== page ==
More than 40 leaders of Iraqi journalism – editors, union leaders, university lecturers and other media experts – have called for action to strengthen free expression and democratic rights in the stalled talks over a new constitution.
At a conference today in the Jordanian capital Amman, media professionals agreed a charter of basic rights for a democratic media culture in Iraq, and demanded that legislators working on a draft of a new constitution make a serious commitment to free expression rights and free journalism.
The constitution should make "a clear and frank reference to the important role of the media and the need to guarantee freedom of expression and the rights of journalists to work without interference," said participants at the conference organised by the International Federation of Journalists with the support of UNESCO, the United Nations cultural agency.
The conference declaration reflects growing concern among journalists that promises of democratic reform are threatened by deadlock in negotiations over a new constitution, in which the rights of women and regional autonomy are major points of disagreement. The text will be submitted to the people in a national referendum later this year.
"The state should protect free expression, guarantee the freedom of journalists and journalism within the media, and pursue all violators of these rights," said the journalists who called on the authorities "to guarantee independence of all media including non-governmental, public service media, financed by public money."
The conference said that media should reflect pluralism of thought, politics, ethnicity, religion and culture. "Reference in the constitution to free expression is worthless if the state does not provide the means to protect and enforce this right," said the participants, "particularly at a time when Iraq is the most dangerous country in the world for journalists and media staff and where dozens have been killed or kidnapped."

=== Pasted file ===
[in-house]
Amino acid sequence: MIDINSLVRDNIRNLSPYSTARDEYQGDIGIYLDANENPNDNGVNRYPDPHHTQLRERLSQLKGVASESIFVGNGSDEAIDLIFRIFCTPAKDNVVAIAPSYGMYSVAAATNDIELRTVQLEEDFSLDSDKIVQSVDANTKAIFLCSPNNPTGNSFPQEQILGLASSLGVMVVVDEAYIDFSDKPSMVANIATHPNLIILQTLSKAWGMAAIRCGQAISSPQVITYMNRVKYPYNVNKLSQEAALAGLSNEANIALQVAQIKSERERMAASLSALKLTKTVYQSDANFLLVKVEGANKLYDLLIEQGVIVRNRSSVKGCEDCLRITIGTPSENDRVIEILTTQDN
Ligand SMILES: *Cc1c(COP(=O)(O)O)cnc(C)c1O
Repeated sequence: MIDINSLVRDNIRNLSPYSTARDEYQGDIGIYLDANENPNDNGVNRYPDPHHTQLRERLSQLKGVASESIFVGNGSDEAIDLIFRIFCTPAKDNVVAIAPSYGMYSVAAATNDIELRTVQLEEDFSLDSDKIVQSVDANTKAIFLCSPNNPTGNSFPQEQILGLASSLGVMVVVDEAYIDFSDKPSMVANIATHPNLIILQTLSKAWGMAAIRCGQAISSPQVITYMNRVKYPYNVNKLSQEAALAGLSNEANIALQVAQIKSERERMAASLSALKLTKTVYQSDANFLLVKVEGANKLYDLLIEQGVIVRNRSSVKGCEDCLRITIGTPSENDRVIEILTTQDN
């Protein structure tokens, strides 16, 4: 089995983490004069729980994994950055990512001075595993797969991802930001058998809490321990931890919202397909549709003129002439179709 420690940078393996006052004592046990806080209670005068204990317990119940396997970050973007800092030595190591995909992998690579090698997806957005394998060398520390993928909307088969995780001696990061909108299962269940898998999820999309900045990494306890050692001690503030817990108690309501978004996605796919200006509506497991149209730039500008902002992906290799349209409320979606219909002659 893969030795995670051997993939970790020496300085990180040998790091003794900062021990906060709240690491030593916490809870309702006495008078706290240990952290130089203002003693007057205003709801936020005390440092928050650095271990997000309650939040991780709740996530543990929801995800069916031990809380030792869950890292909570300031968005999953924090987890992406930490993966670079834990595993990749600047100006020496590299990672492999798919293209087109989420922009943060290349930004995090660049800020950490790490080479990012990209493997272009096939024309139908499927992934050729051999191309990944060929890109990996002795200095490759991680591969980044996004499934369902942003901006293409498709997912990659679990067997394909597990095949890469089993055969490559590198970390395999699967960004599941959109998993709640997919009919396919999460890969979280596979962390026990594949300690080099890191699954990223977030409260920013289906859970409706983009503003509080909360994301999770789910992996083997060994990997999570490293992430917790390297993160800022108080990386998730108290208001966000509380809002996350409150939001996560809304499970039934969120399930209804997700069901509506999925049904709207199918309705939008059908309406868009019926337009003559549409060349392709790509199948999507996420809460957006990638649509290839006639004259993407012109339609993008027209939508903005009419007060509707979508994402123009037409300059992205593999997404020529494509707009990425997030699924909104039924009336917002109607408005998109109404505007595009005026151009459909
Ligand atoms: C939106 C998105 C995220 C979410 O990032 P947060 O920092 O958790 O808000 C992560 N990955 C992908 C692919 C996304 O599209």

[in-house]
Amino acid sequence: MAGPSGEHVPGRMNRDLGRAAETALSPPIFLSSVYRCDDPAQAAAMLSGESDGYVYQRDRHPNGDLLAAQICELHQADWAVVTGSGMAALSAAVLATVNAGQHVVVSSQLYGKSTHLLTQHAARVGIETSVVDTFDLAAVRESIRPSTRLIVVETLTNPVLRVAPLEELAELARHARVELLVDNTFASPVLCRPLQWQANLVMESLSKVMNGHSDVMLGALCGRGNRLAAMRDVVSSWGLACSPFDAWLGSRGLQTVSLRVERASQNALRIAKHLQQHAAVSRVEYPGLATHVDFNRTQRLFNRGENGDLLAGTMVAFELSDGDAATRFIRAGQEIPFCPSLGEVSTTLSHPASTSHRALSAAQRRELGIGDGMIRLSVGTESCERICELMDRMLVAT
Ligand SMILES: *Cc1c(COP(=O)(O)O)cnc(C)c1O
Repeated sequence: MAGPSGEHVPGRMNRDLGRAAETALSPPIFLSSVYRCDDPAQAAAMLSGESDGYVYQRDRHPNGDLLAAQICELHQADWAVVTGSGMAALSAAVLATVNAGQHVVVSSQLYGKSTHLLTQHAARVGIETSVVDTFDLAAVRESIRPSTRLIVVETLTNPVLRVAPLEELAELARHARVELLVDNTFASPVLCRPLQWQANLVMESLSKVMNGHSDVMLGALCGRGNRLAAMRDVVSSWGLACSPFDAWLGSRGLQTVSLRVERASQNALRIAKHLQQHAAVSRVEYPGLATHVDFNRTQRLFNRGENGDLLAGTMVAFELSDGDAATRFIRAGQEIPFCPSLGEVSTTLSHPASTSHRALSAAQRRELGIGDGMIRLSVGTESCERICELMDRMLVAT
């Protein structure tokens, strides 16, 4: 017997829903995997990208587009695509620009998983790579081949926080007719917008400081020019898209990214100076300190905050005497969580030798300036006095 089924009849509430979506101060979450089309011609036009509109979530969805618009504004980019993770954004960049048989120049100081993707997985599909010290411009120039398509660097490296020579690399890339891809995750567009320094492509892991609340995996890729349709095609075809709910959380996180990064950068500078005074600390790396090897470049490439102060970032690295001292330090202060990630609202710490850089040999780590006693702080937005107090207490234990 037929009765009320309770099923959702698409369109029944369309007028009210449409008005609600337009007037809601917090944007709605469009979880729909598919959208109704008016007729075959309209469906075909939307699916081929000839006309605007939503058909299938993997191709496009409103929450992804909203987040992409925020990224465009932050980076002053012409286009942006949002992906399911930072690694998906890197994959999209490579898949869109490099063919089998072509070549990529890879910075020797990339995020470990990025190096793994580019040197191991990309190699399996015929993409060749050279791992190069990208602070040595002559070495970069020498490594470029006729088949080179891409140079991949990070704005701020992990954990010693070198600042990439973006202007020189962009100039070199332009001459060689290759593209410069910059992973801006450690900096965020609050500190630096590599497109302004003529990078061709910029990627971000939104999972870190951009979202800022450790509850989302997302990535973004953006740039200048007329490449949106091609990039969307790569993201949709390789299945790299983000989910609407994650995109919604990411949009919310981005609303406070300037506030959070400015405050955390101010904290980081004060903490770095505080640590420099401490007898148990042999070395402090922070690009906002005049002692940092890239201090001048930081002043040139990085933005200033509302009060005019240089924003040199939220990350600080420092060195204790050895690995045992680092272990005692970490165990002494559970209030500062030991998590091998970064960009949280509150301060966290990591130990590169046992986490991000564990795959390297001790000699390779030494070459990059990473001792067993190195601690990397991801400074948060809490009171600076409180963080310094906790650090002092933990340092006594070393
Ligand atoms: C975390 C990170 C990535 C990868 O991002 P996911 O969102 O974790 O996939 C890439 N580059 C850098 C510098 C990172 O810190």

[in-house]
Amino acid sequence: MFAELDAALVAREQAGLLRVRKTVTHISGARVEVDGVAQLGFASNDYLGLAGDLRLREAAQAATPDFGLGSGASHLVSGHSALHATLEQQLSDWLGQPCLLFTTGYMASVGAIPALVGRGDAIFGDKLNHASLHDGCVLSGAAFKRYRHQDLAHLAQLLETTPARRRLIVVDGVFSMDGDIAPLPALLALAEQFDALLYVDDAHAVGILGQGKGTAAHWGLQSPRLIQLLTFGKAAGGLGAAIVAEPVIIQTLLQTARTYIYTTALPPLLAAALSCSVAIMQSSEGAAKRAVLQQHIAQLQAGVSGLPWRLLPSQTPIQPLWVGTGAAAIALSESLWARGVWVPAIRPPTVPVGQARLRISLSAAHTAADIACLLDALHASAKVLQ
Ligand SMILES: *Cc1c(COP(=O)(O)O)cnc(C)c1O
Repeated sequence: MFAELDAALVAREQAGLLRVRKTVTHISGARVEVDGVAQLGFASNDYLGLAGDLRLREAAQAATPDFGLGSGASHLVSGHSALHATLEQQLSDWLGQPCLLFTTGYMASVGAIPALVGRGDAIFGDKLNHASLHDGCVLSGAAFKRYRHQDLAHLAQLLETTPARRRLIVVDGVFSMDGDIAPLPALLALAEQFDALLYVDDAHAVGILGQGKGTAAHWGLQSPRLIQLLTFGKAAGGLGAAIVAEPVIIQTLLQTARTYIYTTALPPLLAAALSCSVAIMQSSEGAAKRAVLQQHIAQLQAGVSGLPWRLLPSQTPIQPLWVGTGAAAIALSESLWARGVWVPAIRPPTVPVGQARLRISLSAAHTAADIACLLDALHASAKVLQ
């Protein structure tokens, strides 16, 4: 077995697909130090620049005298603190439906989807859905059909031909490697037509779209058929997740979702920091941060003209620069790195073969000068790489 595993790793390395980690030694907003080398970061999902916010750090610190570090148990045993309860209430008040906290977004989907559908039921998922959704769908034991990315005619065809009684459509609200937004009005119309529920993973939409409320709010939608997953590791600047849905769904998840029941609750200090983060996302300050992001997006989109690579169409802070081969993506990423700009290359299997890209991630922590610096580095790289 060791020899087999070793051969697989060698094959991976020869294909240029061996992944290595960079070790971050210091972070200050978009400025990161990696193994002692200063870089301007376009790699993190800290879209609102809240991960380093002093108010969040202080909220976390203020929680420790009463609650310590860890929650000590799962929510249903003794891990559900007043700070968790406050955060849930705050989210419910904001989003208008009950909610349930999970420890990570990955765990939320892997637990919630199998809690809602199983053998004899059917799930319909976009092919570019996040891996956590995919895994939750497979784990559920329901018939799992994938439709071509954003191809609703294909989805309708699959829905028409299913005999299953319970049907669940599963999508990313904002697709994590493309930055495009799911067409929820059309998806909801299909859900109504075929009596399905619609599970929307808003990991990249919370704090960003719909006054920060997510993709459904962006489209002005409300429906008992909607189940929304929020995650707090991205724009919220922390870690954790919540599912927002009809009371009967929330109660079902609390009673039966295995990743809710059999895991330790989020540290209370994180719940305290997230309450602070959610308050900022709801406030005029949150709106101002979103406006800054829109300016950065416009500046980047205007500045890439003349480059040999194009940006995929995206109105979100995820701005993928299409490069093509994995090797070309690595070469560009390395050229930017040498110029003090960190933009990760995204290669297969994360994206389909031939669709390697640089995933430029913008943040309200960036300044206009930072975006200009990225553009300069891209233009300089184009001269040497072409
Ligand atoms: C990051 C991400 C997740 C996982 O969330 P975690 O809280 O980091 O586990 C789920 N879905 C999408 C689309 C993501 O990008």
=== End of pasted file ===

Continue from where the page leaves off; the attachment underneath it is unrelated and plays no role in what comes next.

Leaders from all Iraq's journalists' groups as well as leading editors and leaders of a new union of radio stations, the first media employers' group set up in the country, were joined by media experts, journalism trainers and trades unionists from abroad for the three-day conference which agreed a wide-ranging programme of action and adopted a charter of rights for democratic media.
"This conference is proof that violence and extremism have not killed off the spirit of independence in Iraqi journalism," said Aidan White, IFJ General Secretary, who chaired the meeting. "Democracy will not work without free media and the network of solidarity launched here, which includes journalists from all sections of Iraqi society, shows that media professionals will fight for their rights every step of the way."
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The IFJ represents over 500,000 journalists in more than 110 countries